Respect what others bring to the table, says Harry Stevenson
EVERYONE judges people all the time. We might not act on it, but we all do it. People in the street, people on television, people we work with. This is a totally natural human reaction, but when it comes to work, it is one we must learn to control.
A few months ago I was appointed as the joint officer of South Lanarkshire health and social care partnership. This means I lead and will be accountable for adult health and care across the whole of South Lanarkshire. I’m a social worker, but will now also be managing health services and will be responsible for integrating all of adult health and care.
Because I haven’t worked in the health service up until now, I, like many others from health and social care alike have ideas of what other professionals do. An idea based mainly on a perception from a particular viewpoint. We must be careful of that. Particularly in social work, which should be more confident profession. We can see integration as take over and self-directed support as potentially cost cutting and creating redundancies.
We must move beyond that and see all the recent policy changes, particularly integration and self-directed support as opportunities. Opportunities to help colleagues understand the value of our profession and opportunities to learn from others.
And, there are many others we can learn from. We can learn from the innovation and creativity of people who need our support; the business acumen of the private sector providers; the specialist knowledge and understanding of the voluntary sector. When it comes to what we can learn from the NHS, one thing in particular that has struck me – their relationship with research.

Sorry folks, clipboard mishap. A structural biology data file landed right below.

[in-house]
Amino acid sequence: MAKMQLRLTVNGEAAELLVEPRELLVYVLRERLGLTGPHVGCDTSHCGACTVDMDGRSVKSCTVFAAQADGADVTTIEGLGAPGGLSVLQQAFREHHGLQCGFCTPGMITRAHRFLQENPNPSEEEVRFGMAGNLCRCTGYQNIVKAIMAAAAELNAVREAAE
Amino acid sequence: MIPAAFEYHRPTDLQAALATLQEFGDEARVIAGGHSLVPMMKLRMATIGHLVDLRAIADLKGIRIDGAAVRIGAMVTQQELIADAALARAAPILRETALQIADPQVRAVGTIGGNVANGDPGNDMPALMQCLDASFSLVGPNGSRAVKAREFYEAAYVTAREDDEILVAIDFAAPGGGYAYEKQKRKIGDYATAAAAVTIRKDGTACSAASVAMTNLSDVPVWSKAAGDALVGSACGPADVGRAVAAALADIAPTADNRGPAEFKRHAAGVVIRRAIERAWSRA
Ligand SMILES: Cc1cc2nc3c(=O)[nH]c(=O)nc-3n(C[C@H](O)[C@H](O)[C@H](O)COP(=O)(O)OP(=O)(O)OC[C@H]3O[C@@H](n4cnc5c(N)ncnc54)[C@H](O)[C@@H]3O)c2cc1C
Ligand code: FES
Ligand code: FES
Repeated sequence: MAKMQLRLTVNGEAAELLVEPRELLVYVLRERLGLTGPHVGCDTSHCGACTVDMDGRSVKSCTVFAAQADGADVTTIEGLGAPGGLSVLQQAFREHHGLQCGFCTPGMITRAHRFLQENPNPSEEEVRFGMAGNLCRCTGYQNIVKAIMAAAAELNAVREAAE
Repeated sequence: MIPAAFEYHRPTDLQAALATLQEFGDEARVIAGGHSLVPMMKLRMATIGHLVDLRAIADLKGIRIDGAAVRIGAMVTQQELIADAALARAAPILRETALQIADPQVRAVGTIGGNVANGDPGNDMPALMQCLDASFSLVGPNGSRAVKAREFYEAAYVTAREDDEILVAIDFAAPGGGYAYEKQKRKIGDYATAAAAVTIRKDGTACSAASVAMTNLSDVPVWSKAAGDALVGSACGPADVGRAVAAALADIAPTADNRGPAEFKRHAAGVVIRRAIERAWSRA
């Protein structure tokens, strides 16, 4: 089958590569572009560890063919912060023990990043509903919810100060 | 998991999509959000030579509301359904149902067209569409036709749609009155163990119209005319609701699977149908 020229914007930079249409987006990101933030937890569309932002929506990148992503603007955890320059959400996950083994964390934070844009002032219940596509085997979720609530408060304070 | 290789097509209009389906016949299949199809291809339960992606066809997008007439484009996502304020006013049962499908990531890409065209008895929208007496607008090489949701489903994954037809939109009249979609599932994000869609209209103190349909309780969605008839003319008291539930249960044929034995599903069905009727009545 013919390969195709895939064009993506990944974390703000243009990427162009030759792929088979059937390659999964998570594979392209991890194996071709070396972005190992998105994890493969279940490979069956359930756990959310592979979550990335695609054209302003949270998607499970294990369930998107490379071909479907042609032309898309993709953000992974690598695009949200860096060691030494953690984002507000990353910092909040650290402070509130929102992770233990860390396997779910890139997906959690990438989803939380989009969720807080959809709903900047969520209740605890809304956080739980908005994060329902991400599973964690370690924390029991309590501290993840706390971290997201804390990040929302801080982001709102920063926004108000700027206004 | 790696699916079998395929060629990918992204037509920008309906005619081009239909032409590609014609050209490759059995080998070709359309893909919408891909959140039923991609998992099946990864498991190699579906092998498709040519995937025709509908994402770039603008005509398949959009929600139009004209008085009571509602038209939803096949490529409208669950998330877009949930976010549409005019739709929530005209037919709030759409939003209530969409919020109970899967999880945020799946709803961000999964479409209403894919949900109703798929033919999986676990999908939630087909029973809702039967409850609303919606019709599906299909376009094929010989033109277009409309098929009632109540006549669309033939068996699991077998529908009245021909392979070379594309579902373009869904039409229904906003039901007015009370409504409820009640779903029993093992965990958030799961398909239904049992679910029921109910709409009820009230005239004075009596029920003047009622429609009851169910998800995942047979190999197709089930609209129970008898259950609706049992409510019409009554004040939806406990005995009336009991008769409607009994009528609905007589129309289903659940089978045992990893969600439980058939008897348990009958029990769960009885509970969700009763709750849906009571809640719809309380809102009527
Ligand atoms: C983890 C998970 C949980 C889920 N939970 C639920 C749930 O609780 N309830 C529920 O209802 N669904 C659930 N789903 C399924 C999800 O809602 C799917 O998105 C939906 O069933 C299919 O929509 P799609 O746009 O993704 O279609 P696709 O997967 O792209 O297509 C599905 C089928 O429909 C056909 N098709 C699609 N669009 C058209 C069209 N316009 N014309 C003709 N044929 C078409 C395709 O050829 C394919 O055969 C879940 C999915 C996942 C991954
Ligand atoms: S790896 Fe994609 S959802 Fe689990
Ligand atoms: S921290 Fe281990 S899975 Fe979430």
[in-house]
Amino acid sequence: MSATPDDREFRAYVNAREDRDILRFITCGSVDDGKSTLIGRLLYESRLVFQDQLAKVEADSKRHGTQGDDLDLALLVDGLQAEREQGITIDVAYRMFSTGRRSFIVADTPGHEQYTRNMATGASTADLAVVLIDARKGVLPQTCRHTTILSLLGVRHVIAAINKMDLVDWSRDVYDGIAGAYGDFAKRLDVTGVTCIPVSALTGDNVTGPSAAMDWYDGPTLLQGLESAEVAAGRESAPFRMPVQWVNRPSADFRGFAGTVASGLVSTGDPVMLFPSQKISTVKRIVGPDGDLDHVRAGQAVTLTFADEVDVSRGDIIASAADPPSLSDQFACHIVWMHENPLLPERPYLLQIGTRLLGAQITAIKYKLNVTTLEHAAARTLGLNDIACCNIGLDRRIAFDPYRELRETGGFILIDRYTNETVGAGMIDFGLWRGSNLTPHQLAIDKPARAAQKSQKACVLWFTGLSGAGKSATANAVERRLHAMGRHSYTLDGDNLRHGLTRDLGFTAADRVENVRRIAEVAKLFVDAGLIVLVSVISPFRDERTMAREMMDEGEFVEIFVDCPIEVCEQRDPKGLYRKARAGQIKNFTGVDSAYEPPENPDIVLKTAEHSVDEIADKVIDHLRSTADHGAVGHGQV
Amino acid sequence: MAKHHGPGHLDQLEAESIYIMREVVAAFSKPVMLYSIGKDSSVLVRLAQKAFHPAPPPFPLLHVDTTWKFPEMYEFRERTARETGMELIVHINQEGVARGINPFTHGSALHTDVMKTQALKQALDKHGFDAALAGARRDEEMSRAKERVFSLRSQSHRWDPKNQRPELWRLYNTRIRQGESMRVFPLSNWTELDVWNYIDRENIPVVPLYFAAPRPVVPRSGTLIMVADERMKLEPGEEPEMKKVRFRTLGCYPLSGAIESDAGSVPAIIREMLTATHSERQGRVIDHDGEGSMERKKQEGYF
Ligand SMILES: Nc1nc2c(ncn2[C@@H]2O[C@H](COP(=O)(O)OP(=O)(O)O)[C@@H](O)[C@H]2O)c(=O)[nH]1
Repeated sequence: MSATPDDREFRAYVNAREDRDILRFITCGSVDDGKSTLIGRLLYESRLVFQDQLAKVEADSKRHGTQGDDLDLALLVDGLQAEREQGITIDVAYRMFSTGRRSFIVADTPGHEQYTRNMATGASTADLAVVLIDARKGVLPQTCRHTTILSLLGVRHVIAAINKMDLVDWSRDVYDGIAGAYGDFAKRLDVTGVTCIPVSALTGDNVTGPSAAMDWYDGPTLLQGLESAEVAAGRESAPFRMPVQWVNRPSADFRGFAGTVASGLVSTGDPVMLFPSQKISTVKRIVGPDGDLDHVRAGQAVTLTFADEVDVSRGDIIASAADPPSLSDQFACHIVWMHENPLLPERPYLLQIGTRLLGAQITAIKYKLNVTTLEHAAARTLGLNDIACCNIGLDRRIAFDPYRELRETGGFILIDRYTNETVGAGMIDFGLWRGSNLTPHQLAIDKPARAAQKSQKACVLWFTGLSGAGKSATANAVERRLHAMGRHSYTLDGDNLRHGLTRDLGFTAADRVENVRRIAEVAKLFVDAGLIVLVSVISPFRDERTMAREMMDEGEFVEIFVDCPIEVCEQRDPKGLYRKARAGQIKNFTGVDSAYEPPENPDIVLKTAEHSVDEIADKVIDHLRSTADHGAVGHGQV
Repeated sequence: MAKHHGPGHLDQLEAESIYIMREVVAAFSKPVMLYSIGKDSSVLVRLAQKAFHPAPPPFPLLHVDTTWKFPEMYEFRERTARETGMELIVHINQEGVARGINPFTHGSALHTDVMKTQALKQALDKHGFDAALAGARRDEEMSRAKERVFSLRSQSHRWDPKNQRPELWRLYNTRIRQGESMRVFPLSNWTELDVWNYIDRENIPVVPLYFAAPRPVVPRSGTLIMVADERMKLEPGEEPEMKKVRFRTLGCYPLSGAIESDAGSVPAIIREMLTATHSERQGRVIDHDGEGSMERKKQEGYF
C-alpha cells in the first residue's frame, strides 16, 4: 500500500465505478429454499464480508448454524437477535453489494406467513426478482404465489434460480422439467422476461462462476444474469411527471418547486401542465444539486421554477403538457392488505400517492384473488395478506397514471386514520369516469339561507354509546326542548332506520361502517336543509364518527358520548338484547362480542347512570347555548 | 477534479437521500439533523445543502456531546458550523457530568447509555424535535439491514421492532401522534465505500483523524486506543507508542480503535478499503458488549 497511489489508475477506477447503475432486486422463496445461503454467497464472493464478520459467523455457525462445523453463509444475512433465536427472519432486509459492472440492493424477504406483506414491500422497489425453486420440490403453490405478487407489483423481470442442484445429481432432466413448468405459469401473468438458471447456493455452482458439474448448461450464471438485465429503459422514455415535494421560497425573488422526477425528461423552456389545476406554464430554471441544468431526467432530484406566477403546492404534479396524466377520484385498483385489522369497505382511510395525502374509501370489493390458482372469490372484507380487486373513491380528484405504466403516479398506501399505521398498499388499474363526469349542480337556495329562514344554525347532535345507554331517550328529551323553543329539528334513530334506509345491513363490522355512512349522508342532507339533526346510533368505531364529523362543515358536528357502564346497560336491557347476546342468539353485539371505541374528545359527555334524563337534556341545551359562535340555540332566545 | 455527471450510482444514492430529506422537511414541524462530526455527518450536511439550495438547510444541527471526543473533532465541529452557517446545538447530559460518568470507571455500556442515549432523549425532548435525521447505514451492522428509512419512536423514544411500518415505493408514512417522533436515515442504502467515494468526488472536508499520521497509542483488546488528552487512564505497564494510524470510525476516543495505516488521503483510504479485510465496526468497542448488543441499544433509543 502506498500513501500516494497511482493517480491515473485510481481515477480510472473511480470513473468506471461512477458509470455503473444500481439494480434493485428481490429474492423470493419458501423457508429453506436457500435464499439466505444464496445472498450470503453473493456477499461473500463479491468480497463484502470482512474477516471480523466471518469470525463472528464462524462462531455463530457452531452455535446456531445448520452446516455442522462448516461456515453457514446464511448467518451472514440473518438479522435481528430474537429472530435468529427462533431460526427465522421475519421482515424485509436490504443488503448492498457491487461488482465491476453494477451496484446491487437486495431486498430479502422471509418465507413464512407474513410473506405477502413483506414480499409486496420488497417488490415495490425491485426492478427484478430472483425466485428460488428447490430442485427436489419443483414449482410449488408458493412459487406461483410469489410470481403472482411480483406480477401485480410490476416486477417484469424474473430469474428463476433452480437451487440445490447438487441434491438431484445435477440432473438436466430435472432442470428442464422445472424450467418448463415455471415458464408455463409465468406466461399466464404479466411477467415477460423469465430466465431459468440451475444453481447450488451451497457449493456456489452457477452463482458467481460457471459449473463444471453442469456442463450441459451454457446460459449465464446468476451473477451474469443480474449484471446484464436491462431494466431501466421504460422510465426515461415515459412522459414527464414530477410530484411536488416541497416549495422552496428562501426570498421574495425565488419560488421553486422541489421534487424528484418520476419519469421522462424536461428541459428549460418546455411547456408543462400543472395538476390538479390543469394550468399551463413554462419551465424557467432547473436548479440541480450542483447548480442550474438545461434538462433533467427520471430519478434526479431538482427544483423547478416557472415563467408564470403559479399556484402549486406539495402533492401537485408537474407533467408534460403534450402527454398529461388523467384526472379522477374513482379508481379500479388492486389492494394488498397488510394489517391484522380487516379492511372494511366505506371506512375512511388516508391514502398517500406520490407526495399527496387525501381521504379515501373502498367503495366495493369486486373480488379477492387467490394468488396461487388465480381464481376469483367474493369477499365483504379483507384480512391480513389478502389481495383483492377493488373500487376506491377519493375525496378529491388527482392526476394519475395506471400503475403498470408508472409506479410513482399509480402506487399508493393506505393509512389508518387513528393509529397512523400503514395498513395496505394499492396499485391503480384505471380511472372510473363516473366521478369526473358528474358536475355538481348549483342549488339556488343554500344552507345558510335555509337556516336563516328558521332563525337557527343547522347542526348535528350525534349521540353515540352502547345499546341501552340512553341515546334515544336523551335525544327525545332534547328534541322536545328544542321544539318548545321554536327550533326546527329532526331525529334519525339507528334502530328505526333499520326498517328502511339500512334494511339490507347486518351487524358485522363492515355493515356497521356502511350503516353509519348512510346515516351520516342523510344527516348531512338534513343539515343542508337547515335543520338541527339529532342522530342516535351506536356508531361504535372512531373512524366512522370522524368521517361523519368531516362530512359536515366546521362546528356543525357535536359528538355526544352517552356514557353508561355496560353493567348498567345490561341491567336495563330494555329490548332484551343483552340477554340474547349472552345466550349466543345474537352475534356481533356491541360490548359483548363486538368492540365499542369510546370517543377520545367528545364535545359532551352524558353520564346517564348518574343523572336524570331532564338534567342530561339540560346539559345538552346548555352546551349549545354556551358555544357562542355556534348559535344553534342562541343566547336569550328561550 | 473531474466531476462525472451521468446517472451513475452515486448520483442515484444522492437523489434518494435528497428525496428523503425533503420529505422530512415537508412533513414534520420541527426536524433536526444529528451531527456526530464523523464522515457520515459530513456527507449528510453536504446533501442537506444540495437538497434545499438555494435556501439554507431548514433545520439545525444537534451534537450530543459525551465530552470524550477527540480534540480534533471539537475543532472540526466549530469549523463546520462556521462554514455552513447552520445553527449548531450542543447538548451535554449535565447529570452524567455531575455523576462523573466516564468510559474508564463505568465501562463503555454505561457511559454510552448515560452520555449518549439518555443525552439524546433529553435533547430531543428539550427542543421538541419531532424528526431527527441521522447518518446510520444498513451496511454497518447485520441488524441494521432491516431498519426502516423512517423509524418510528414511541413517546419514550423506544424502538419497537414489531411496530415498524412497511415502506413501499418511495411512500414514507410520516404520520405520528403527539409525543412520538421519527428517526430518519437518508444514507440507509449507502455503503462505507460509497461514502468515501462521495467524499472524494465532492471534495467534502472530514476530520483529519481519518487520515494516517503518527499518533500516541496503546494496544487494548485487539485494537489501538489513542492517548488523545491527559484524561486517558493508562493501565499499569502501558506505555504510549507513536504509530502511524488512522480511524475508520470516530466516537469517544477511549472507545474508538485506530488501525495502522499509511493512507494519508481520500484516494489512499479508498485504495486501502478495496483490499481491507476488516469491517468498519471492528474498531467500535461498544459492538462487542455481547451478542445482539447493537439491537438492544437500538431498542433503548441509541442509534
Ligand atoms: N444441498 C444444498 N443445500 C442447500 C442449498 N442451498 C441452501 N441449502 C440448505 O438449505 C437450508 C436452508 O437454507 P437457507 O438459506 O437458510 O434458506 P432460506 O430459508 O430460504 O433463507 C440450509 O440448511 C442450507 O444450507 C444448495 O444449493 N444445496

The health service is constantly working out new and better ways to treat people. Each medical school is linked to a number of teaching hospitals. Medical students and nursing students alike are exposed to practice as they learn. And when they graduate, it keeps going. There are exams to pass in order to specialise as for example a GP; exams to pass to be a consultant; and a constant focus on keeping up-to-date with research and contributing to the research agenda.
Social work can learn a lot from that. While we aspire to evidence based practice, in medicine, it’s part of how they operate. Of all the culture shifts we talk about in integrating services and supporting people to design their own packages of care, a shift towards a culture of seeing research as an essential part of practice is probably the most important if we are to truly provide excellent support to the people who need us.
If I had heart disease, I want the best cardiac surgeon, trained in the latest methods to ensure I have the best chance of a healthy life after an operation.
We’re not used to thinking like that in social work, and while the skills of a social worker are different to that of, for example a surgeon, the premise is the same: we need our practice to be informed by research.
If I have just come out of prison, I need someone to help me get a house; find a job; re-connect with my family; contribute to and be part of my community; keep off of drugs; help me sort out my benefits. I also need someone to support me, believe in me and give me hope. I need someone that knows how to connect me with all the services I need, but who also understands me and can support me, until I can manage on my own. That’s the job of social work . It’s totally different to the job of a specialist clinician in the Health Service, but like the specialist clinician, the success of the person coming out of prison relies on the social worker knowing what will work for them.
I spoke to a social work professor recently who said that applications for doctorates in the social work department come from students from other departments and social work students seem less interested in research. That’s something we need to tackle.
We all have a shared goal of providing the best service to the people who need our support, and we all have a duty to make sure we are doing all we can to achieve it.
We each have our unique specialisms and we need to learn from each other without diluting what we bring to the mix.